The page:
Does Ibuprofen Really Make the Coronavirus Worse?
France's government stated that people with coronavirus symptoms should steer clear of ibuprofen and other NSAIDs. But, not everyone agrees.
It's clear now that a large percentage of the population will likely become infected with COVID-19. But that doesn't mean the same number of people will experience life-threatening symptoms of the novel coronavirus. So, as you learn more about how to prepare for a potential coronavirus infection, you may have caught wind of France's warning against using a common type of painkiller for coronavirus COVID-19 symptoms—and now you have some questions about it.
If you missed it, France's health minister, Olivier Véran warned about NSAIDs' potential effects on coronavirus infections in a tweet on Saturday. "#COVID—19 | Taking anti-inflammatory drugs (ibuprofen, cortisone...) could be a factor in aggravating the infection," he wrote. "If you have a fever, take paracetamol. If you are already on anti-inflammatory drugs or are in doubt, ask your doctor for advice."
Earlier that day, France's Ministry of Health issued a similar statement about anti-inflammatory drugs and COVID-19: "Serious adverse events related to the use of non-steroidal anti-inflammatory drugs (NSAIDs) have been reported in patients with potential and confirmed cases of COVID-19," reads the statement. "We remind you that the recommended treatment of a poorly-tolerated fever or pain in the context of COVID-19 or any other respiratory virus is paracetamol, without exceeding the dose of 60 mg/kg/day and 3 g/day. NSAIDs should be banned." (Related: Everything You Need to Know About Prescription Delivery Amid the Coronavirus Pandemic)
A quick refresher: Non-steroidal anti-inflammatory drugs (NSAIDs) can help prevent inflammation, reduce pain, and lower fevers. Common examples of NSAIDs include aspirin (found in Bayer and Excedrin), naproxen sodium (found in Aleve), and ibuprofen (found in Advil and Motrin). Acetaminophen (referred to as paracetamol in France) also relieves pain and fevers, but without lowering inflammation. You probably know it as Tylenol. Both NSAIDs and acetaminophen can be OTC or prescription-only, depending on their strength.
The reasoning behind this stance, which is held not just by health experts in France, but also some researchers from the UK, is that NSAIDs might interfere with the body's immune response to the virus, according to BMJ. At this point, many scientists seem to believe that the coronavirus gains entry into cells through a receptor called ACE2. Research on animals suggests NSAIDs might increase ACE2 levels, and some scientists believe increased ACE2 levels translates to more severe COVID-19 symptoms once infected.
Some experts don't believe that there's enough scientific evidence to warrant France's directive, though. "I do not think people necessarily need to steer clear of NSAIDs," says Edo Paz, M.D., a cardiologist and vice president, medical at K Health. "The rationale for this new warning is that inflammation is part of the immune response, and therefore drugs that stop the inflammatory response, like NSAIDs and corticosteroids, may reduce the immune response that is needed to fight COVID-19. However, NSAIDs have been extensively studied and there is no clear link to infectious complications." (Related: The Most Common Coronavirus Symptoms to Look Out for, According to Experts)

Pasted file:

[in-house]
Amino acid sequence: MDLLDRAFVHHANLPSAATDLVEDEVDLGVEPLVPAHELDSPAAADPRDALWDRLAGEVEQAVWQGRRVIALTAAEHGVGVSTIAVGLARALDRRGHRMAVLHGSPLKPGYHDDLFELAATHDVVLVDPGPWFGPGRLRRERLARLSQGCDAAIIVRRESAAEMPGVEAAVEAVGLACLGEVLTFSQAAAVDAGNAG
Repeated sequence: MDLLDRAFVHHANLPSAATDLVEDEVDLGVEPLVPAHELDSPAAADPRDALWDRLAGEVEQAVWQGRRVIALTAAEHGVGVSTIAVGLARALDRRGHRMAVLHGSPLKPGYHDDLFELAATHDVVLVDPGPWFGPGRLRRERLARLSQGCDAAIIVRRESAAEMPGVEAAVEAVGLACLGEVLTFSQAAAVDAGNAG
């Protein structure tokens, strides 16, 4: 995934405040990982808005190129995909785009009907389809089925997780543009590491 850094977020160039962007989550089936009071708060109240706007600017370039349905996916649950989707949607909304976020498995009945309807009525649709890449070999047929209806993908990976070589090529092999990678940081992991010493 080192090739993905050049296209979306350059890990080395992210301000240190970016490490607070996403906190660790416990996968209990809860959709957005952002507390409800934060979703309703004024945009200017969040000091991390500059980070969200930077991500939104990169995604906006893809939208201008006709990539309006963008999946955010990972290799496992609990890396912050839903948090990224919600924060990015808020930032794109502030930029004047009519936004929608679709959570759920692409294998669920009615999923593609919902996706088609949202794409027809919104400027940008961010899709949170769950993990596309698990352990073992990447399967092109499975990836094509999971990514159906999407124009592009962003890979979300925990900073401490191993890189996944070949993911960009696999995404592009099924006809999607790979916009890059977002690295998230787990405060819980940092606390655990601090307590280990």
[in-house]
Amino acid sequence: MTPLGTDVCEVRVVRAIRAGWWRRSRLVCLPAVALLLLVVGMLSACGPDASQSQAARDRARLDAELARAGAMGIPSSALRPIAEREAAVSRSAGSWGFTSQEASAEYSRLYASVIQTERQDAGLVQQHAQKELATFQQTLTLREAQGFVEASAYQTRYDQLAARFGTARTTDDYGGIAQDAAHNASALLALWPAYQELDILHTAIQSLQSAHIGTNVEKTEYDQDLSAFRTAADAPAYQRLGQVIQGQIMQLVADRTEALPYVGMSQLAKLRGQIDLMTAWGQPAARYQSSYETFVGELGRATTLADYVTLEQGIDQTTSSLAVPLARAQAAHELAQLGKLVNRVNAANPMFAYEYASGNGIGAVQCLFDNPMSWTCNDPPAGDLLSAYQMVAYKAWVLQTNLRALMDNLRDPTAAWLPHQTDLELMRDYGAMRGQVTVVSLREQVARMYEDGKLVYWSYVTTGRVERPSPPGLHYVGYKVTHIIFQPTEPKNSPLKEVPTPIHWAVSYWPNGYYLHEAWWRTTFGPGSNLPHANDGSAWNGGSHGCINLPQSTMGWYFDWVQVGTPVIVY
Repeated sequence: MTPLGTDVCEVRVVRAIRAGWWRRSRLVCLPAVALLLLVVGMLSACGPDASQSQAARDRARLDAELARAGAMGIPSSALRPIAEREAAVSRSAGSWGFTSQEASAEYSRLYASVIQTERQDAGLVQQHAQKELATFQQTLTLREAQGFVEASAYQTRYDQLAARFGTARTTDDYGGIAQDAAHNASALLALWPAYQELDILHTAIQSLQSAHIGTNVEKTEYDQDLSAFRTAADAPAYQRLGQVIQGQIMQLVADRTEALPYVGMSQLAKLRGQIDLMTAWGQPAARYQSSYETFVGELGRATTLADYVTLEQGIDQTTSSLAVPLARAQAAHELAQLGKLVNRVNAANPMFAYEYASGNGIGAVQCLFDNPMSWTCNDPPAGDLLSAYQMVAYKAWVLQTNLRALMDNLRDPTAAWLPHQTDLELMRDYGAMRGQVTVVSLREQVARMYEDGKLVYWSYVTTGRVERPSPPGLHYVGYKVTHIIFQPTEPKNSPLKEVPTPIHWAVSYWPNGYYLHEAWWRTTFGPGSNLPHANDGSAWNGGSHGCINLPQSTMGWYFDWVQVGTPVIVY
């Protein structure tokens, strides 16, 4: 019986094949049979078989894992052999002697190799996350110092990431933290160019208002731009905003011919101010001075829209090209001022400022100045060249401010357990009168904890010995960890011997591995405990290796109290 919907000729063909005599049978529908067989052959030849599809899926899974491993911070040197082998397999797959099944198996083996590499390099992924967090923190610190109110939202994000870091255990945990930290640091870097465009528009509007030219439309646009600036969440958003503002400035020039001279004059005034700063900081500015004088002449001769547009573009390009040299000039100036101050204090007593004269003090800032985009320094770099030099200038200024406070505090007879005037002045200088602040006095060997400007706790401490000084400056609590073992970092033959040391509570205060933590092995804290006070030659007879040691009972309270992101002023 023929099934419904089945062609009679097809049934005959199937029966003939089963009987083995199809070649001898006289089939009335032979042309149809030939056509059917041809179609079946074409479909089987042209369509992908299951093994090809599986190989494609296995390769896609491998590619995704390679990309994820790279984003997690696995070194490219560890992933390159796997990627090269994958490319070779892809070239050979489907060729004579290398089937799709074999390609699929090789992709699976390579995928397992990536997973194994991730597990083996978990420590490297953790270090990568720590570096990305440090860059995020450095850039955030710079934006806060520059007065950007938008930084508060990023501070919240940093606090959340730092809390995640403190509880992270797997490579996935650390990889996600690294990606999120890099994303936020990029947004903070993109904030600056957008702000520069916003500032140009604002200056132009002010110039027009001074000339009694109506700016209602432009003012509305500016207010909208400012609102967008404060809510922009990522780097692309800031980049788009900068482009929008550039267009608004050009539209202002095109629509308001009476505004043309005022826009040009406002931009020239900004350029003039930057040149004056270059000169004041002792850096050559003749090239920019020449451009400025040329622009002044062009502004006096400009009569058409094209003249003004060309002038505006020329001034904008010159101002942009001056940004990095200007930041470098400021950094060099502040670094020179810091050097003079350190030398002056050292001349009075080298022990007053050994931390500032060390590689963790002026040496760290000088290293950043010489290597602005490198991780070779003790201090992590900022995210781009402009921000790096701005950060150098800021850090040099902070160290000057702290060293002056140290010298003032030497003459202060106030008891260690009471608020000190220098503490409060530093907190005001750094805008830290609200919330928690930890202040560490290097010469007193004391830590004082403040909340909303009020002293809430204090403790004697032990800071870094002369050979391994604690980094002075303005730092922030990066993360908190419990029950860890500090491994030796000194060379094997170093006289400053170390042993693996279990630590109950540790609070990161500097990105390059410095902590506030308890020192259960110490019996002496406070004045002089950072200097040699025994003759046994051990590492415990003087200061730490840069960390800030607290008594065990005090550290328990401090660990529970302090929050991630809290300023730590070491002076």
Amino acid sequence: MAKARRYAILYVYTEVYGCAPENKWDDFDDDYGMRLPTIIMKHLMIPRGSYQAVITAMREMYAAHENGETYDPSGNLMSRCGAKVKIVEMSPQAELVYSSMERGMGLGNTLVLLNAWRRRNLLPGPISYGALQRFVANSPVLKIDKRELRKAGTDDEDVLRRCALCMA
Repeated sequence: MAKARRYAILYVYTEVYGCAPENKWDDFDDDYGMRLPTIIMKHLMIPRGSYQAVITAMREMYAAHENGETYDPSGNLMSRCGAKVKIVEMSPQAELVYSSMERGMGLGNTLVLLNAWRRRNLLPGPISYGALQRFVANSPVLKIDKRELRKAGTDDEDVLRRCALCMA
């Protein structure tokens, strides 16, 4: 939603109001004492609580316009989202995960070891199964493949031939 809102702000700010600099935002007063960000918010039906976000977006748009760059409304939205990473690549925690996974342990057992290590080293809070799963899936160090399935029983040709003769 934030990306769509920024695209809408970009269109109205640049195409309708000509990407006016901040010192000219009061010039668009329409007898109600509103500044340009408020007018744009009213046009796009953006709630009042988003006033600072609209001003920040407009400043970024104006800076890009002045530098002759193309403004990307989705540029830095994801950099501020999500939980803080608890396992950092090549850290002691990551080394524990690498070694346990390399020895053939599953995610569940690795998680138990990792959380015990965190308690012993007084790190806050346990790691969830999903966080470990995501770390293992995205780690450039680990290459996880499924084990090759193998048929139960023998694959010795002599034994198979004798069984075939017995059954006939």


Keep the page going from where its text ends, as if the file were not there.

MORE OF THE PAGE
Angela Rasmussen, Ph.D., a virologist at Columbia University, gave her perspective on the link between NSAIDs and COVID-19 in a Twitter thread. She suggested that France's recommendation is based on a hypothesis that "relies on several major assumptions that may not be true." She also argued that there's currently no research suggesting that an increase in ACE2 levels necessarily leads to more infected cells; that more infected cells mean more of the virus will be produced; or that cells producing more of the virus mean more severe symptoms. (If you're interested in learning more, Rasmussen breaks down each of these three points in more detail in her Twitter thread.)
"In my opinion, it is irresponsible to base clinical recommendations from governmental health officials on an unproven hypothesis advanced in a letter that did not undergo peer review," she wrote. "So don't throw out your Advil or stop taking your blood pressure medicine just yet." (Related: Everything You Need to Know About Coronavirus Transmission)
That said, if you'd prefer not to take NSAIDs right now for one reason or another, acetaminophen can also relieve pain and fevers, and experts say there are other reasons why it might be a better choice for you.
"Unrelated to COVID-19, NSAIDs have been linked to kidney failure, gastrointestinal bleeding, and cardiovascular events," explains Dr. Paz. "So if someone wants to avoid these drugs, a natural substitute would be acetaminophen, the active ingredient in Tylenol. This can help with aches, pains, and fever associated with COVID-19 and other infections."
But keep in mind: Acetaminophen isn't without fault, either. Taking excessive amounts can potentially cause liver damage.
Bottom line: When in doubt, discuss your options with your healthcare provider. And as a general rule for painkillers like NSAIDs and acetaminophen, always stick to the recommended dosage, whether you're taking an OTC or prescription-strength version.
The information in this story is accurate as of press time. As updates about coronavirus COVID-19 continue to evolve, it’s possible that some information and recommendations in this story have changed since initial publication. We encourage you to check in regularly with resources such as the CDC, the WHO, and your local public health department for the most up-to-date data and recommendations.